Interview: Museum of the Year 2016
- V&A (Victoria and Albert Museum)
- 4 August 2016
We caught up with Tim Reeve, the V&A's deputy director and chief operating officer to find out what it’s like to win the prestigious prize, plus get his hot tips for success.
Why do you think the judges awarded the V&A the prestigious Art Fund Museum of the Year title?
Obviously we were fortunate enough to have one or two really 'headline-grabbing' achievements last year – from the reveal of the elegant and stylish new and expanded Europe 1600-1815 galleries, to the record-breaking Alexander McQueen retrospective, Savage Beauty, with the award-winning Fabric of India exhibition in the second half of the year – and this added up to our most successful year ever in terms of audiences and participation. As importantly, though, I think the panel were impressed by the innovation that they witnessed during their visit, and that this and our ambitious plans for the future demonstrate that we’re a forward-facing institution.
What was your favourite part of being a finalist?
It was thrilling being a finalist, and it was fascinating for all of us to get to know more about the other finalists – particularly those who were less well known to us. The wonderful diversity and richness of the UK’s arts and cultural scene is there for all to see, and the prize gives us all an excellent illustration of amazing museum practice across the country. It’s been a privilege to be shortlisted alongside them, and it’s been uplifting.
Have you felt the impact of winning at the museum?
It’s put a real spring in the step of staff and volunteers right across the Museum, and immense pride in winning the largest art prize in the world. There’s been a tangible buzz around the V&A since the announcement, and this coming at a time of change and some uncertainty for many who work here. We’ve also had fantastic feedback from museum colleagues and visitors, in person, on social media or by writing in, to congratulate us and relay how proud they are of us winning which has been incredibly rewarding. We’re a big museum, but make no mistake, this means a huge amount to us.
What’s the secret to the V&A’s success?
We have an absolutely commitment to quality in everything we do, whether it’s as a centre of excellence for research or in enhancing our reputation for innovative, surprising and immersive exhibitions. The museum strikes a dynamic balance between the traditional and the cutting edge and we like to try new things, to take some calculated risks, in order to connect with our audiences and to run a sustainable institution. Above all, the extraordinary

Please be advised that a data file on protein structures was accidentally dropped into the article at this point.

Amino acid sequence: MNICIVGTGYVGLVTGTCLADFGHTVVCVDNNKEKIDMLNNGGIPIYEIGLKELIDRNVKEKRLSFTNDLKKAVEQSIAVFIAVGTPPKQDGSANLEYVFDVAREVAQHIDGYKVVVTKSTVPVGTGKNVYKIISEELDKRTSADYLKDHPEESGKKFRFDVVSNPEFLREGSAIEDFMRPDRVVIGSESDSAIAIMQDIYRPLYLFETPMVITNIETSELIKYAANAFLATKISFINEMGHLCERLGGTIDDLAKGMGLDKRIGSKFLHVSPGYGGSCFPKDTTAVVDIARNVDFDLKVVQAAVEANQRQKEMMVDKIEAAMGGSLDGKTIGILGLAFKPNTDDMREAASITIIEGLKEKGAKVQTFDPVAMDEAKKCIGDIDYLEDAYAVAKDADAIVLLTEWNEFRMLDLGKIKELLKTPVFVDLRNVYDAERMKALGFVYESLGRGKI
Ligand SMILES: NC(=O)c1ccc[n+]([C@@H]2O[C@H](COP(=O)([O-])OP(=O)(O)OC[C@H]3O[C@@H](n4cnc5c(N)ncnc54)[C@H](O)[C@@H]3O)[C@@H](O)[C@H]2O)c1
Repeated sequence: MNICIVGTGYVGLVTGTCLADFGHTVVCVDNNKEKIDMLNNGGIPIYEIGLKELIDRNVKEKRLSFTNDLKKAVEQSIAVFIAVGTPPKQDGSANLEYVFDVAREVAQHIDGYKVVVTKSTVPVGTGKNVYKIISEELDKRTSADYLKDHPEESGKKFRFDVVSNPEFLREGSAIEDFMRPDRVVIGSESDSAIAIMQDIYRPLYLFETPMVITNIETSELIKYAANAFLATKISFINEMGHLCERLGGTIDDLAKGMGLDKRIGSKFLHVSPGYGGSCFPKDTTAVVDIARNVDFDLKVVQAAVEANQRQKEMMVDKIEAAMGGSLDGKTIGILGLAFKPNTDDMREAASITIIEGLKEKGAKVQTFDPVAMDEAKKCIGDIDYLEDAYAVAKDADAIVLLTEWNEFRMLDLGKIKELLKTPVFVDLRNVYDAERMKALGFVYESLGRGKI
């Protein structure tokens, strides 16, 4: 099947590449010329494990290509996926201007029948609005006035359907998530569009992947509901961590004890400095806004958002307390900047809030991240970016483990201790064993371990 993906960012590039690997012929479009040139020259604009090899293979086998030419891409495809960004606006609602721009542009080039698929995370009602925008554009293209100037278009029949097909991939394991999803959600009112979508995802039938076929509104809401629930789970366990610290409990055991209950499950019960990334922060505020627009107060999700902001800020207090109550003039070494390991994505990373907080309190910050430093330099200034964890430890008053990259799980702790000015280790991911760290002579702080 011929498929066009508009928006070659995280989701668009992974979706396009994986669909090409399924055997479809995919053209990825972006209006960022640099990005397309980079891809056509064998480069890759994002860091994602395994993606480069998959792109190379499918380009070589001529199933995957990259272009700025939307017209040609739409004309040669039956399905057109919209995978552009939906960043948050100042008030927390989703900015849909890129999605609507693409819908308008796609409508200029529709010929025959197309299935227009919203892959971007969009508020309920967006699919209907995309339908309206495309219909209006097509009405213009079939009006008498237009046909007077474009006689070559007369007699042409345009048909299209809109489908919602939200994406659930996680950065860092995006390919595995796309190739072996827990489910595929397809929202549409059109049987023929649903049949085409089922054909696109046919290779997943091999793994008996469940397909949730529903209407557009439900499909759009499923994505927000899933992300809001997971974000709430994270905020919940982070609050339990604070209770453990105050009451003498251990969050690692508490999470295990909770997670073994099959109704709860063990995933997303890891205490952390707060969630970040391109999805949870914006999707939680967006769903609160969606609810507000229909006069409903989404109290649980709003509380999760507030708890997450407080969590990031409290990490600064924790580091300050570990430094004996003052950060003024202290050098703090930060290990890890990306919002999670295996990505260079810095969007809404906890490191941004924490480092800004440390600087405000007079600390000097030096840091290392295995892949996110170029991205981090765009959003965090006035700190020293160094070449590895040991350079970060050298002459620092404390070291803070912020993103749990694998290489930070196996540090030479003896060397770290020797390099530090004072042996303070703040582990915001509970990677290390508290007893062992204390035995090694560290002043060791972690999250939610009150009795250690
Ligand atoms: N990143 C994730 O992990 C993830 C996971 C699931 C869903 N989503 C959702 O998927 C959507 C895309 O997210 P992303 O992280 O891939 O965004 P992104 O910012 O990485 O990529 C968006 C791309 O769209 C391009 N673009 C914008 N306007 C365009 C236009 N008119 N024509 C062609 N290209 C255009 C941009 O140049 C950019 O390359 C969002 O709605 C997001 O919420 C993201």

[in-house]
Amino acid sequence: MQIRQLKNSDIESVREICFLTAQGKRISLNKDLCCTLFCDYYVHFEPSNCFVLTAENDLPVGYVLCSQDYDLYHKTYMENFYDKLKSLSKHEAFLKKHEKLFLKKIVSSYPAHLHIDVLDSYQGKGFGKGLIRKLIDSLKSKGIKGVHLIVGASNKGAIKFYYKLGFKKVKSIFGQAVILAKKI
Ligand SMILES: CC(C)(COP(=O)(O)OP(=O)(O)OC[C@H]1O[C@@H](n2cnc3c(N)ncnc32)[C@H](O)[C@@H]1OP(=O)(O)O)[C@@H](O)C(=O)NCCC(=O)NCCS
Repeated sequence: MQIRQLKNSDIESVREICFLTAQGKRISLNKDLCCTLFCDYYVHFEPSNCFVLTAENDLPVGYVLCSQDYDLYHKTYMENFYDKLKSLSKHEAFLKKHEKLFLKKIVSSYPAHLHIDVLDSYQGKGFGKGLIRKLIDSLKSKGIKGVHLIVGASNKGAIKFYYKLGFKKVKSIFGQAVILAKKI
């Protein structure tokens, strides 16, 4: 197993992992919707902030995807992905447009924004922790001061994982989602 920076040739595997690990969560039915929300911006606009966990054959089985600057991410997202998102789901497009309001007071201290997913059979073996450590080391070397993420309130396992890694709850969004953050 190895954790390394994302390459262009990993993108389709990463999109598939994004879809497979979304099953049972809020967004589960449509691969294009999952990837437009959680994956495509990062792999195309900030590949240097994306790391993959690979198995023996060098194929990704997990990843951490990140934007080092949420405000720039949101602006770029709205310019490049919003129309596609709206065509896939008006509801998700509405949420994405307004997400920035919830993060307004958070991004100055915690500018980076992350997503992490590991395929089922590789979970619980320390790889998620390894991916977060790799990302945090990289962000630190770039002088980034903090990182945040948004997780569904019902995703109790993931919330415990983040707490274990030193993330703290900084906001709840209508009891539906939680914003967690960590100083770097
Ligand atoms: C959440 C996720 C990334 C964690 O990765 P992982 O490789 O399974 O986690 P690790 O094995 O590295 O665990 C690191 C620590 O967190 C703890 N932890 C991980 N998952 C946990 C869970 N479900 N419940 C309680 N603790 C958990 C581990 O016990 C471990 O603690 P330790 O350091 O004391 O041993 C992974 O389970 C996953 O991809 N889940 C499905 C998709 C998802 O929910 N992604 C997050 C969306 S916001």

commitment and expertise of our staff and volunteers – from across the world – make us the wonderful museum that we are.
Any tips or advice for museums planning to enter next year?
Go for it. Honestly, I think there can be a tendency in cultural institutions, which can be very complex and where the pace is often frenetic, to lose sight of the exceptional work that is making a real difference to people’s lives. Almost as if the years are indistinguishable one from another. Find time to sit back and really reflect on what you’ve achieved and what you have planned, and if you think it adds up to an experience of which you’re truly proud you should apply. If you do apply, be completely committed and whole-hearted, from top to bottom, and take care over the little details which always make the difference.
Any plans for how you will spend the £100,000 prize?
As Martin Roth said at the prize giving ceremony, we want to use the money to rediscover the spirit of the V&A’s legendary Circulation Department, which shared the best contemporary design with regional museums, galleries and art colleges, until its closure in 1976. It was an amazing idea. We don’t want to copy it, but we do what to find a way – in consultation with regional partners – to redefine it for the 21st century. We do a great deal nationally – with exhibitions, loans, the ACE-V&A Purchase Grant Fund, guardianship of the Wedgwood Collection, and so on – but this idea of circulating our collections in line with the V&A’s purpose as a teaching museum, is what we want to focus on.
Has anything surprising happened as a result of winning?
We’ve had a few people who actually worked in the original Circulation Department asking if they can have their old jobs back – but I think they were joking!
Watch a film exploring the highlights of the V&A and read the judges' comments on the Museum of the Year finalists.